We all know the drill: Before asking any questions, FBI agents (and police) must give the suspect the Miranda warnings: "You have a right to remain silent," and so forth. And if the suspect asks for a lawyer, all interrogation must cease until the lawyer arrives (and tells the suspect to keep quiet). This seems perverse when dealing with people suspected of planning mass murder. But it's the law, isn't it?
Actually, it's not the law, even though many judges think it is, along with most lawyers, federal agents, police, and cop-show mavens. To the contrary (in my view), the law allows agents and police to interrogate any suspect without Miranda warnings; to tell the suspect he does not have a right to remain silent; to spurn any request for a lawyer—and in a terrorism investigation, perhaps even to use hours of interrogation, verbal abuse, isolation, blindfolds, polygraph tests, death-penalty threats, and other forms of psychological coercion short of torture or physical brutality.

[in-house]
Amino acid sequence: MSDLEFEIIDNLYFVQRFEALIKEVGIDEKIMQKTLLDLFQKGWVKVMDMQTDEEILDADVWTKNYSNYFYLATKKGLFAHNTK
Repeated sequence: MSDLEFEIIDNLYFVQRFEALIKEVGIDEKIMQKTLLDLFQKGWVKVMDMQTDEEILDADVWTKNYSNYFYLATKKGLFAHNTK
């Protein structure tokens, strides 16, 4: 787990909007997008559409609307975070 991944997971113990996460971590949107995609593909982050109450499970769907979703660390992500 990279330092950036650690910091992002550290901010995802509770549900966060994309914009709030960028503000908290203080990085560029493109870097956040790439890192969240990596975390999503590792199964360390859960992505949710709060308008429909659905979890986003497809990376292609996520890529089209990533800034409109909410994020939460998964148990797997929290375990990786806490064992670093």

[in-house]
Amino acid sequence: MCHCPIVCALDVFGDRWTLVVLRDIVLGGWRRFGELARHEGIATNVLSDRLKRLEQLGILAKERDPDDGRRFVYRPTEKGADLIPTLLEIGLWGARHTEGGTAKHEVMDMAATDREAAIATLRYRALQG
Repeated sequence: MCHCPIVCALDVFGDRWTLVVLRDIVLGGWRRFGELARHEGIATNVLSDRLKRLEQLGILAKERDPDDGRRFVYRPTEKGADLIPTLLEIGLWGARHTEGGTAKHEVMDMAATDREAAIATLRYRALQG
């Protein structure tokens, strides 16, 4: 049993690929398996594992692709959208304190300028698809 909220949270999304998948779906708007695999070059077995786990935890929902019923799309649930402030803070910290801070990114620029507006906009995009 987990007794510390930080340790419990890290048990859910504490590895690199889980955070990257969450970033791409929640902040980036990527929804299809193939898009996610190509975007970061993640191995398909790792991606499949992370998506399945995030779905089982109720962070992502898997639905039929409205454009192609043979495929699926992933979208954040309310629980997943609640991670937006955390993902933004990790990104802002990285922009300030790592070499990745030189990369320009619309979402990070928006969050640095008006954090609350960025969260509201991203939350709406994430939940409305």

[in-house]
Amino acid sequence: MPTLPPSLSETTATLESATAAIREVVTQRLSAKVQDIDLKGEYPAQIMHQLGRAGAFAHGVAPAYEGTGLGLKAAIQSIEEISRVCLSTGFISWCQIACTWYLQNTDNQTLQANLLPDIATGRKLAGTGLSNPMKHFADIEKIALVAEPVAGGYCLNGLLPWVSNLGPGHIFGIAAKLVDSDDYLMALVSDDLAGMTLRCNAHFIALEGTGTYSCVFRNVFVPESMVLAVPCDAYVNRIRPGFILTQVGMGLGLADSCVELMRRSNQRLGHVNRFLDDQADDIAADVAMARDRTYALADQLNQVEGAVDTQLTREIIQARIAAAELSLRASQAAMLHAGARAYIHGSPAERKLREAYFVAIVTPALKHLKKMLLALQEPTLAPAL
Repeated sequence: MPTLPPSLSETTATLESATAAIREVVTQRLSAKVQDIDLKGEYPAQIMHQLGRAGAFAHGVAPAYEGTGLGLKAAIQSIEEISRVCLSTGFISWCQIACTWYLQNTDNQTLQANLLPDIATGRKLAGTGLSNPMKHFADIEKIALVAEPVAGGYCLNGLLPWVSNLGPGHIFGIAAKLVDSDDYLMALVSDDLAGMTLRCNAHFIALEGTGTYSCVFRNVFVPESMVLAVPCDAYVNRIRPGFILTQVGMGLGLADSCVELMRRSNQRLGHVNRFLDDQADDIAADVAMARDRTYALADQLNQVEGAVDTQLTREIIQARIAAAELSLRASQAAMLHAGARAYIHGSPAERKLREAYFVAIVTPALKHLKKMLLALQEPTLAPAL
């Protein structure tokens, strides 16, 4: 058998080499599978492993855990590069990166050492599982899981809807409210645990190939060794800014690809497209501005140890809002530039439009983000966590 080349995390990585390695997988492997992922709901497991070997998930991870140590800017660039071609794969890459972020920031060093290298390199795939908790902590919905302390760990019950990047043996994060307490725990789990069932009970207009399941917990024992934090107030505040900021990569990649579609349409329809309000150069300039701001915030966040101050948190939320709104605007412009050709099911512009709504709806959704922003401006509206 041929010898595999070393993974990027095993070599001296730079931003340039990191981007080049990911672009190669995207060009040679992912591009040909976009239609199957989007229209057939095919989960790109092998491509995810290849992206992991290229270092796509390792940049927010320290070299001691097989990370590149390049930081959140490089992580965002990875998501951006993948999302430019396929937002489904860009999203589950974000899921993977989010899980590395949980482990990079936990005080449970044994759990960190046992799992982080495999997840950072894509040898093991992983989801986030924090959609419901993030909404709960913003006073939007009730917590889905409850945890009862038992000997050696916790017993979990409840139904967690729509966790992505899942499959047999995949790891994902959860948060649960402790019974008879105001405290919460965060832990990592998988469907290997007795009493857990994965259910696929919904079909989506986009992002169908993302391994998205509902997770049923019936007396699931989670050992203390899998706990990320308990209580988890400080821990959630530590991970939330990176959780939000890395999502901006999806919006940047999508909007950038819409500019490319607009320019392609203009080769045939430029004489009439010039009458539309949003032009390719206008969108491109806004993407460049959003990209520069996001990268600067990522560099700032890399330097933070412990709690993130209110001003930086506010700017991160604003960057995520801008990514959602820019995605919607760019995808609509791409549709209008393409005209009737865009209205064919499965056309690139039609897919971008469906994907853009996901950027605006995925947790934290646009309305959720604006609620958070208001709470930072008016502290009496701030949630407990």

That's my opinion, at least, and I'm sticking to it unless and until the Supreme Court says I'm wrong. While this view appears to contradict the language of some precedents, including Miranda, I'm hoping that the justices will confirm it in a case to be heard this fall, Chavez v. Martinez.
The explanation for my apparent heresy is that the Fifth Amendment's self-incrimination clause says only that no person "shall be compelled in any criminal case to be a witness against himself." This prohibits forcing a defendant to testify at his trial and also making him a witness against himself indirectly by using compelled pretrial statements. It does not prohibit compelling a suspect to talk.